The worst moment was a few years ago when our IT system failed to deliver, throwing our administration into chaos. It was a bad time and it was not possible to wave a magic wand to put it right. What I did find out was that despite the administration problems, our customers were very loyal, and this was in the main because our staff were able to deal with the issues on the basis of being really friendly and considerate to customers. I think many pension institutions should realise this. It's no good at all being arrogant when times are good - nemesis is always just around the corner when things go the other way.


How would you sell a career in pensions to a prospective newcomer to the industry?

I couldn't sell a career in pensions. Look at what has happened over the last 15 years or so. UK government initiatives since the mid-1980s have been about sinking the pensions industry. The industry is now shot to bits. My advice to anybody is to steer clear of pensions. It's all very depressing. One way or another, the pensions industry is in a sorry state. I wonder whether Gordon Brown, who has an index-linked DB plan paid for by the taxpayers, ever thinks about the damage he has done? I suspect not. Yet it was only in 1999 that Alistair Darling, then secretary of state for social security, came out with his pensions White Paper which proclaimed that occupational pension schemes were the welfare success of the 20th century.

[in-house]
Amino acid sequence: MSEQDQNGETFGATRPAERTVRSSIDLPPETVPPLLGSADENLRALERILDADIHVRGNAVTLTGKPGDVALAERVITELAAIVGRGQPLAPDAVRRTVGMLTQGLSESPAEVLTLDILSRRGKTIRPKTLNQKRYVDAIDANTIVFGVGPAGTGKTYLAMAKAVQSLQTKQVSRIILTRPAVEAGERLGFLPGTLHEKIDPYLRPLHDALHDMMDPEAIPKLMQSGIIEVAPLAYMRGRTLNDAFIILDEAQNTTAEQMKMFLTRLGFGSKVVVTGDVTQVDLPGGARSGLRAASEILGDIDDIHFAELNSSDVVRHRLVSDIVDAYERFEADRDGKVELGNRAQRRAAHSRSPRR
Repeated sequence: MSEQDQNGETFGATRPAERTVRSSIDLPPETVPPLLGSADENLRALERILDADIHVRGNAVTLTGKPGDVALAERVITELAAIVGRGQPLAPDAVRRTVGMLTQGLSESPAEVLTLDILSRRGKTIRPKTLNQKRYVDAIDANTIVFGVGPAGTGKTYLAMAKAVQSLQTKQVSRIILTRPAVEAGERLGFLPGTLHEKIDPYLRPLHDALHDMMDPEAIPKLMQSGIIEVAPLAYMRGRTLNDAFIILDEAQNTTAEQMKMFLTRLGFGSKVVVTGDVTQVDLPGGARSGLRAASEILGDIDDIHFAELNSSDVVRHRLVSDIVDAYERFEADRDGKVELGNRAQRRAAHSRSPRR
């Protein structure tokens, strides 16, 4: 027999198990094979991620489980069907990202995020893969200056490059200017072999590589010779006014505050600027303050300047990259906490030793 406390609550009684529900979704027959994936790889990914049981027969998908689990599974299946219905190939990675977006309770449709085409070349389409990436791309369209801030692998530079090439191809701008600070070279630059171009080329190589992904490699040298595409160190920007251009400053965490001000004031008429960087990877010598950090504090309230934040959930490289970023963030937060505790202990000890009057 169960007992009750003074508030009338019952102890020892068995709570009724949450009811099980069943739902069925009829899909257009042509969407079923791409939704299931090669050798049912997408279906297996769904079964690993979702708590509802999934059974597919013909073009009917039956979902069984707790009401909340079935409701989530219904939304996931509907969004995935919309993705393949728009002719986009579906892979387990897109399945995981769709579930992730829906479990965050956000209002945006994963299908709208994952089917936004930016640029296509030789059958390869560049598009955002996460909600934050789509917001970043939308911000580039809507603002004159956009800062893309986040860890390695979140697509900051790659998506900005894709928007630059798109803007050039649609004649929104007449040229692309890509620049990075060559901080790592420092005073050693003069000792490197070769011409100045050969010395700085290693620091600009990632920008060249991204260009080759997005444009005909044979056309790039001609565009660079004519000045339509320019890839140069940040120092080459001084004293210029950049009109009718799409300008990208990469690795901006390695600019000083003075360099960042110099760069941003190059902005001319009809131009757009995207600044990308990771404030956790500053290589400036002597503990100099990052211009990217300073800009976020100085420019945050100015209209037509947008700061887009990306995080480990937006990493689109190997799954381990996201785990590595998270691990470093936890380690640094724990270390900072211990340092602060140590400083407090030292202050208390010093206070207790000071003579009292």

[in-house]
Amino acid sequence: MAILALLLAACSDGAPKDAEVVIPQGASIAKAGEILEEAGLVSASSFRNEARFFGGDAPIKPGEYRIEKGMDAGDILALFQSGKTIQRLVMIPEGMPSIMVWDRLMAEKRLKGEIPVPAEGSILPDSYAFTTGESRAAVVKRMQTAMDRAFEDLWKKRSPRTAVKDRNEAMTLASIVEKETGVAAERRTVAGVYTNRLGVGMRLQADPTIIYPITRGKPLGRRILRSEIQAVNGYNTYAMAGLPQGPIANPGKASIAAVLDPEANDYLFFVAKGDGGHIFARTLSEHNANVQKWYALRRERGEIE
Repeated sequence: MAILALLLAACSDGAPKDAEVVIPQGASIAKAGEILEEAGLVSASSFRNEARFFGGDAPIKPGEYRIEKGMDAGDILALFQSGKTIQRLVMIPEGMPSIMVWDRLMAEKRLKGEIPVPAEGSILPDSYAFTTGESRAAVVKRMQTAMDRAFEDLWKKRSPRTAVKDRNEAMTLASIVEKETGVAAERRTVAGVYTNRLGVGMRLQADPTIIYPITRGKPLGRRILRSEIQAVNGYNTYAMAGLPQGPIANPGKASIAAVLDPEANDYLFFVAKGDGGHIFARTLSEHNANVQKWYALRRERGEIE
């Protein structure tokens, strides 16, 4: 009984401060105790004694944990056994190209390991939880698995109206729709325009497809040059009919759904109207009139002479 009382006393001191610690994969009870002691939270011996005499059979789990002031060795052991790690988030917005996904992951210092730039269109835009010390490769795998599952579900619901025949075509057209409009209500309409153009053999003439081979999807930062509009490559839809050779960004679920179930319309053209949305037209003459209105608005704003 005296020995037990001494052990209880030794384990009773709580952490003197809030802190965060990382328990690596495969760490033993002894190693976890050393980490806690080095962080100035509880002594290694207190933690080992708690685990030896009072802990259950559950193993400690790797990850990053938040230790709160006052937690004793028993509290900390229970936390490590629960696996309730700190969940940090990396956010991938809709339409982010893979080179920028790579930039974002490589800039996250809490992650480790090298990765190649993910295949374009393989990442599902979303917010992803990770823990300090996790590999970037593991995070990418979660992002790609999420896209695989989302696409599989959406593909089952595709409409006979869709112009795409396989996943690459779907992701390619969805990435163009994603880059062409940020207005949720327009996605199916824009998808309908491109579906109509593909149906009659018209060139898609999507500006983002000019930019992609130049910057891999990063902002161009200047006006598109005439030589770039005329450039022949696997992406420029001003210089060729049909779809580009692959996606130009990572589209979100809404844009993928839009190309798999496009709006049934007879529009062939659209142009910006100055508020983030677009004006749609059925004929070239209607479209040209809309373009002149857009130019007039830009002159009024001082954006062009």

What would you do differently?

I struggle with this. What would you do differently can be interpreted as what was your biggest 'cock up‘ and what would you do now to avoid this. What I think I would do differently (not a cock up) would be to have got the pensions industry to be much more pro-actively involved in managing investment manager fees, which in the main are verging on the obscene, particularly when the manager is performing poorly. I would opt for a formula of a basic fee of around 4.5 basis points with outperformance fees (measured over at least three years) to provide around 50 basis points (in total) for say benchmark +2.5% per annum. If the manager only gets benchmark or worse then the fee would be just 4 to 5 basis points. The philosophy is very simple - those who live by the sword die by the sword.


Do you have any unfilled ambitions?

Yes - to speak French much more fluently than I do and to be a much better pianist than I am, but unfortunately my fingers do feel their age. Another ambition is to get the government to see the sense of industry-wide schemes. The government appears to be hell bent on destroying them.


Are you retiring or are you be recycling yourself into some new role?

I am being recycled. For the next three years I will be doing some consultancy work for The Pensions Trust - approximately two days a week - and I plan to take on other consultancy work so that I can ease myself into the gloaming, so to speak.


Your words of wisdom for those in the pensions industry?

l Don't put everything into bonds.

l Beware of some of the flash and fancy names for new products - they tend to be old wine in new bottles and much more expensive.

l Give consultants a hard time - they are not always right.

l Always concentrate on providing a fantastic service to scheme members - after all they (and only they) pay our wages.